N.J. Constitutional Convention: Vol. 4, Page 114
legislature might come along tomorrow and repeal everything they knew."
Now, there's a moral to the story. A great deal of this detail isn't really necessary. If you get the truly fundamental things, the basis for a good judicial organization, you will have to leave the rest to legislation, or as much of it as you can to rules of court. There is no reason why most of these things can't be done by rules of court much better than by legislation, and if you don't invite legislation you probably won't get it. On the other hand, the court, you can be pretty sure, will work out these rules, if for no other reason than because it's got to. Business has got to be transacted, and courts have an instinct for transacting things in an orderly fashion. You know, the whole jurisdiction of the ecclesiastical courts was based upon one of St. Paul's injunctions in one of his epistles - to let all things be done decently and in order. And judicial temperament calls for the doing of things decently and in order. And so with the rules of court. Give them the power, and the rest will follow. The experience in England has abundantly justified that.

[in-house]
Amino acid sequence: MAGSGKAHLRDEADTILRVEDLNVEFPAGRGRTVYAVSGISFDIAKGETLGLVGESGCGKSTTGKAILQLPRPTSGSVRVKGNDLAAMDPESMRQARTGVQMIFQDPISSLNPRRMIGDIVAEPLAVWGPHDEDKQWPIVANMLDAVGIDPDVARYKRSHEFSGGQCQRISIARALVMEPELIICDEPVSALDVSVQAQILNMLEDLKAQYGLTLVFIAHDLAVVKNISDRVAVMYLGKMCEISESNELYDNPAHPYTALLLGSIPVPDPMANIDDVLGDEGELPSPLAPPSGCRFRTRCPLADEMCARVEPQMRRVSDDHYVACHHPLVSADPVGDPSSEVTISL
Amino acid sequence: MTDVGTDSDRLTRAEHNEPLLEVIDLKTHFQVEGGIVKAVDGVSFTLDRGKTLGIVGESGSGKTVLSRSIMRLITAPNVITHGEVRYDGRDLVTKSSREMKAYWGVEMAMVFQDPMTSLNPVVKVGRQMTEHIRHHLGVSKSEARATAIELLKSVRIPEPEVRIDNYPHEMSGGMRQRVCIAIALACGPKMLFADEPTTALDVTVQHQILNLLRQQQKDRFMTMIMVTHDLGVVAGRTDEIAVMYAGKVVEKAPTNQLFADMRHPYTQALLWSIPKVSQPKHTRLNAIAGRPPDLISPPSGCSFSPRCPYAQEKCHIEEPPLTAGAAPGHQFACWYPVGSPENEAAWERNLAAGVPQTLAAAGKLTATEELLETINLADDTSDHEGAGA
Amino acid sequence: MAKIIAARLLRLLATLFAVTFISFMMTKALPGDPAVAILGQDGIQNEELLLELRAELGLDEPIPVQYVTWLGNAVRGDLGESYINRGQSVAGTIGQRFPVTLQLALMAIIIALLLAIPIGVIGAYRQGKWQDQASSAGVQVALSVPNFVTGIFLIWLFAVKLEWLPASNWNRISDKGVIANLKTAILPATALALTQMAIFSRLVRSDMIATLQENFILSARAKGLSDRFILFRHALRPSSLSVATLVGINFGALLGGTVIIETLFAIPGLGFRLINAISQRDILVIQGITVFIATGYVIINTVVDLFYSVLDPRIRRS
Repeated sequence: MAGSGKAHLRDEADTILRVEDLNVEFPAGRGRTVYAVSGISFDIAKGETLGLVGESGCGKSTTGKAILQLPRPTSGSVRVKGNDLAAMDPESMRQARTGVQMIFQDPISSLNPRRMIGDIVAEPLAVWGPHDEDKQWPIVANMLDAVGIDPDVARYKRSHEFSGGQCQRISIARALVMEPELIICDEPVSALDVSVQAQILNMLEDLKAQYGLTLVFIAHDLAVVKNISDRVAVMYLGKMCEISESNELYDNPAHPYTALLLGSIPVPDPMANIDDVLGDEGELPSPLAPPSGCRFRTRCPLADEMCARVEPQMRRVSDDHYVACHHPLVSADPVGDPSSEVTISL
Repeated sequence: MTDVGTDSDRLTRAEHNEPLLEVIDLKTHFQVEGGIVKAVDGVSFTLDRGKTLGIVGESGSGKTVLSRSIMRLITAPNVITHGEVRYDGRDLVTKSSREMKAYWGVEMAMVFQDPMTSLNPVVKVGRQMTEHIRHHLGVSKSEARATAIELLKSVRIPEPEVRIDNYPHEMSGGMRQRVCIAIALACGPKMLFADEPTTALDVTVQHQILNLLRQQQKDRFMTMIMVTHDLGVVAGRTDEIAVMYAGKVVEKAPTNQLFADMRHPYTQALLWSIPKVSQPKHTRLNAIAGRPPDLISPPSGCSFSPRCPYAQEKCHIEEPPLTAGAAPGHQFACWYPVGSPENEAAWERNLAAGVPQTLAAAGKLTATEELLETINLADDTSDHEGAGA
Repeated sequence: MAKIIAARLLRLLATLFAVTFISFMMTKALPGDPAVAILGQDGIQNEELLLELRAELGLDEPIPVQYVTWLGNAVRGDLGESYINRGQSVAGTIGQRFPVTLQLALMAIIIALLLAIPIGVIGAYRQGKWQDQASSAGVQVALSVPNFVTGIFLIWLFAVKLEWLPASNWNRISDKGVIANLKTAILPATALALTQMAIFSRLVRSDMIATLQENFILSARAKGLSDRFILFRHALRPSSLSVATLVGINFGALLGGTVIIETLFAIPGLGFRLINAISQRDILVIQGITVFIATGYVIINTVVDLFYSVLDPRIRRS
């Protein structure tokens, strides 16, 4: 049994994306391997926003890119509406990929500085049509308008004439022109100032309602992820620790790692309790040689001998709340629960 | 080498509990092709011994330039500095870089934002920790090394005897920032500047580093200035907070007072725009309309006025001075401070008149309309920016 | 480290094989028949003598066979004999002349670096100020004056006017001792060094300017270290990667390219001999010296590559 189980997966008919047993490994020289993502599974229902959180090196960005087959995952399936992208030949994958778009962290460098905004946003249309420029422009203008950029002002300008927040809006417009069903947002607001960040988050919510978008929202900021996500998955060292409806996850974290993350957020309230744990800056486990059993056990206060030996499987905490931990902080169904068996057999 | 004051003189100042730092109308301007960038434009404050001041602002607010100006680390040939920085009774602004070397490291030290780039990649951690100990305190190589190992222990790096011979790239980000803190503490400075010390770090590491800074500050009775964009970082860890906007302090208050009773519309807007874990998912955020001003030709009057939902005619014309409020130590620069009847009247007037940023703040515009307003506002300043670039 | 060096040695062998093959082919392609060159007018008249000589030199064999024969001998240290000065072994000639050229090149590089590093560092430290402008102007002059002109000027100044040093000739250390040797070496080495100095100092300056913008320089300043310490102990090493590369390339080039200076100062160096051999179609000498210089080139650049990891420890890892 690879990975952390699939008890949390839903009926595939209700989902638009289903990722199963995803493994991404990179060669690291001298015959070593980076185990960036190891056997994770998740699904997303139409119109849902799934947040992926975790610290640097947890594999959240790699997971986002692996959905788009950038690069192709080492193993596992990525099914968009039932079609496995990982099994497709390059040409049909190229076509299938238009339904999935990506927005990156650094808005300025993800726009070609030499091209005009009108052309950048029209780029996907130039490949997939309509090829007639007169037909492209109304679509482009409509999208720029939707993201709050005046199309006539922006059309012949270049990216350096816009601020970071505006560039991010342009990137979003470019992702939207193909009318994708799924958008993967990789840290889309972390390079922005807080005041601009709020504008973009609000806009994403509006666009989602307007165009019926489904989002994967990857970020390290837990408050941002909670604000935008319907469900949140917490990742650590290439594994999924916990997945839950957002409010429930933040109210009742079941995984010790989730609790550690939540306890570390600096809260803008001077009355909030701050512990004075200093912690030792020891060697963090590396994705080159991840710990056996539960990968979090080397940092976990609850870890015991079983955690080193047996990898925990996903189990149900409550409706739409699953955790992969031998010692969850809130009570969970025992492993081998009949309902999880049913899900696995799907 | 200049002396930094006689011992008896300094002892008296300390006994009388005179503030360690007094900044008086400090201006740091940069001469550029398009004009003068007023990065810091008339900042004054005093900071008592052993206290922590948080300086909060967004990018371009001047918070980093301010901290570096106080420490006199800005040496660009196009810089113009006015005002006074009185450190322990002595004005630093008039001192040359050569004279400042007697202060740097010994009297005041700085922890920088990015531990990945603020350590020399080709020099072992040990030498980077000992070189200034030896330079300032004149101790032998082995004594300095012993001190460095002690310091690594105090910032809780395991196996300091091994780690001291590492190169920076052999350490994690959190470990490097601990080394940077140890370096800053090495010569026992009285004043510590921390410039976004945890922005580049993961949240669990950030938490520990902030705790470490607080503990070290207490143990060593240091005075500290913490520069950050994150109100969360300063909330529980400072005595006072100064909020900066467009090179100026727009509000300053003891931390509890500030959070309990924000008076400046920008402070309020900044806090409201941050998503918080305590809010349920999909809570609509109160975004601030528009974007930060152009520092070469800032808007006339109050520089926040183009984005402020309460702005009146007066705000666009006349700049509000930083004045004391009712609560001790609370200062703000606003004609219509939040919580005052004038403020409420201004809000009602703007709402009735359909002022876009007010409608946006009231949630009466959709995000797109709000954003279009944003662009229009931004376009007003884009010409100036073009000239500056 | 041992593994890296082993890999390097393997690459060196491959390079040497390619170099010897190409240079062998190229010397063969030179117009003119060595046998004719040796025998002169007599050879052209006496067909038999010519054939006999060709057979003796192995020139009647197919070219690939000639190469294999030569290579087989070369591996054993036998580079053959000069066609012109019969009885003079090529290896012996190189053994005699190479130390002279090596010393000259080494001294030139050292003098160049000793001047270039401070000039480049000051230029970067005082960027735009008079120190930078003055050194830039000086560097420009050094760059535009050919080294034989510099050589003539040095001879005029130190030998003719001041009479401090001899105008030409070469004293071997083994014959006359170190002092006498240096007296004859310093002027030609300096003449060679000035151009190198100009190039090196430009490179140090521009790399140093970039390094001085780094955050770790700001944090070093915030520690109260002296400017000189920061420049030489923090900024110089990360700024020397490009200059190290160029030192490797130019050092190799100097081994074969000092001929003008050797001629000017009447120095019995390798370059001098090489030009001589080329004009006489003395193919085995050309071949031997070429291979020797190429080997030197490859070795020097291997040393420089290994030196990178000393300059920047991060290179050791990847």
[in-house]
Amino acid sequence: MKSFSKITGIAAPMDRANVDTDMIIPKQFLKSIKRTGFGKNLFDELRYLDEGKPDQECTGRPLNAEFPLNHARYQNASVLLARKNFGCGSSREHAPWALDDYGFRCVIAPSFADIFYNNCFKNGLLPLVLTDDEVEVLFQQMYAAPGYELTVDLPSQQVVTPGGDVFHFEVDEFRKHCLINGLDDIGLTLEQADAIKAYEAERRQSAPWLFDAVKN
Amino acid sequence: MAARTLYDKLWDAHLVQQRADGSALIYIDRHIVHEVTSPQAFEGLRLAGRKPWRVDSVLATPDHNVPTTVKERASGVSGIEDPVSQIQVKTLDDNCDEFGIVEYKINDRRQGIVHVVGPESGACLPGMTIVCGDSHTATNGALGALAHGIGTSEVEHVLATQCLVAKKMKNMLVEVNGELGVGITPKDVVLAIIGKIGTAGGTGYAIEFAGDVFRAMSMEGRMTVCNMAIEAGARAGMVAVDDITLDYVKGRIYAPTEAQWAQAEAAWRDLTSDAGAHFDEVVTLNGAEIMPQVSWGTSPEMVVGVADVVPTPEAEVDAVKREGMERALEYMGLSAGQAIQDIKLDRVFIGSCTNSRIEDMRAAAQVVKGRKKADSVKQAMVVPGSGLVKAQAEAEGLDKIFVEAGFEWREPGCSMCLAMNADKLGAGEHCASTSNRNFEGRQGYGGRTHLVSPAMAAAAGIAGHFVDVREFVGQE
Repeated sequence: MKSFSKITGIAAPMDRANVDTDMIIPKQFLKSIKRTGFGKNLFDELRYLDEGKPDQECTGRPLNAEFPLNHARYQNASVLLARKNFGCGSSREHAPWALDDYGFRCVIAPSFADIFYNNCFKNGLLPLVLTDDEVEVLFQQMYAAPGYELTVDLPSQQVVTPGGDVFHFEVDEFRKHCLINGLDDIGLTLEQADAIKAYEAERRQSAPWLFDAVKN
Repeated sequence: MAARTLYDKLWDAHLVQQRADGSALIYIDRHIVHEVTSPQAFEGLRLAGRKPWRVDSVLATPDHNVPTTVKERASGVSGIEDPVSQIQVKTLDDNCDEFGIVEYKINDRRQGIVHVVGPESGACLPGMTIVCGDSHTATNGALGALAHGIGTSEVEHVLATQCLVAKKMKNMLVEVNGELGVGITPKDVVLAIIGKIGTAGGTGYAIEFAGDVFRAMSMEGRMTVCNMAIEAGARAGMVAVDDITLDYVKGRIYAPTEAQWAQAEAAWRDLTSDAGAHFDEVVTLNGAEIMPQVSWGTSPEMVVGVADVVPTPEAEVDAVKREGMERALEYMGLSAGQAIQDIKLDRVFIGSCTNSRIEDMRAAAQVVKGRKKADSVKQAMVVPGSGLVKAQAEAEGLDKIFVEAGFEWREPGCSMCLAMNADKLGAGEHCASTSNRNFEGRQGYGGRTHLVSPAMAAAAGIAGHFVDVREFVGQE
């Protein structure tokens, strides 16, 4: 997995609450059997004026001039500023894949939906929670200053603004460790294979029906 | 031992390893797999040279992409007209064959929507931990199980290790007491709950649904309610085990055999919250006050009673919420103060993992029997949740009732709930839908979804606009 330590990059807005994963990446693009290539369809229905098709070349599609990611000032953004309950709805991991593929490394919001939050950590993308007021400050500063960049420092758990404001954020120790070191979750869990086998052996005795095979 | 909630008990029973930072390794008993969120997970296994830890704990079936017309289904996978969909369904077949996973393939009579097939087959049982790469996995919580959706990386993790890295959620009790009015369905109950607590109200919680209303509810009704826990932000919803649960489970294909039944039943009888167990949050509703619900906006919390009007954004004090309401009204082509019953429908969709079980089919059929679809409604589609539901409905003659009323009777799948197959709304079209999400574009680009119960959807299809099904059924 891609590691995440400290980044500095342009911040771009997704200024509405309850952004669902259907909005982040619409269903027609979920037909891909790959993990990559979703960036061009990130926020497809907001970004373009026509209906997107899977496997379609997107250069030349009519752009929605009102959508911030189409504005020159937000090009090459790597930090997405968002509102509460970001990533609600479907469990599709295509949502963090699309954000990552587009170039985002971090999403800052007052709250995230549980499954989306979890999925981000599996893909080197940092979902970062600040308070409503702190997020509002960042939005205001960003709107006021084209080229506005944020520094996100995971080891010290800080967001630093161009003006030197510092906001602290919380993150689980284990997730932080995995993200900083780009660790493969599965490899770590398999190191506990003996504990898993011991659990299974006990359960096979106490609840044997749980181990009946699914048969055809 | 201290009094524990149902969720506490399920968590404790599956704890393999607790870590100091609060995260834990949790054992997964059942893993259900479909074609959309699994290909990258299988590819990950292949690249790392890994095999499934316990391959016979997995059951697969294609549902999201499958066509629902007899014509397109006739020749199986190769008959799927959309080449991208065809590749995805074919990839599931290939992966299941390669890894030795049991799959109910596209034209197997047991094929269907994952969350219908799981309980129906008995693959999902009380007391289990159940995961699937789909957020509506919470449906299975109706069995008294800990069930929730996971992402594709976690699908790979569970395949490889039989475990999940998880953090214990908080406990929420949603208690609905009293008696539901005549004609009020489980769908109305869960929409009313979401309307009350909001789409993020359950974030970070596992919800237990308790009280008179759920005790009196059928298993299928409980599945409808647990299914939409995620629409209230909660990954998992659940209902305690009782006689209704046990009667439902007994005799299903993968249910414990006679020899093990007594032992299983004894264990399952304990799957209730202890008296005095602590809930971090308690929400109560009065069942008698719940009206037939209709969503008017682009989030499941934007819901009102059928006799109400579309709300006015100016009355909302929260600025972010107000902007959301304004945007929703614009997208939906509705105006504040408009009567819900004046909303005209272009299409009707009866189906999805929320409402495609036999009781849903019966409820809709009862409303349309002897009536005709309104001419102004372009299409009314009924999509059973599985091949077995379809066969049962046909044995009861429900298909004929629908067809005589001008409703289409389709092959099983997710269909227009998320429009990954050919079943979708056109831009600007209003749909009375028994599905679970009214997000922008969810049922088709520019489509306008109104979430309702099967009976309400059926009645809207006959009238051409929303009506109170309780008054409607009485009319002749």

Now, gentlemen, my grandfather, a Quaker preacher, used to say that nobody could be sure the spirit was moving him after 50 minutes.
He said, after 50 minutes it was more likely to be one's wilful pride -
- and I don't feel that I am justified in inflicting wilful pride upon you, because for the most part I have said what I had in mind.
If you gentlemen have any questions you want to ask me, and you think I can answer them, I shall be very glad to do what I can.
MR. EDWARD A. McGRATH: Now, do I correctly summarize your thought when I say that you think that we should try to eliminate conflicts of jurisdiction?
DEAN POUND: Absolutely.
MR. McGRATH: This can largely be done by the court of appeal which has to live with the thing from the -
DEAN POUND: No, it isn't, because the conflicts in jurisdiction -
MR. McGRATH: No, I mean, after we have set up our plan for the courts.
DEAN POUND: Conflicts of jurisdiction oughtn't to be. They ought not to arise. If they do, it ought to be straightened out right at the start. There ought not be any questions of jurisdiction, or if there are, it ought to be taken care of as soon as possible.
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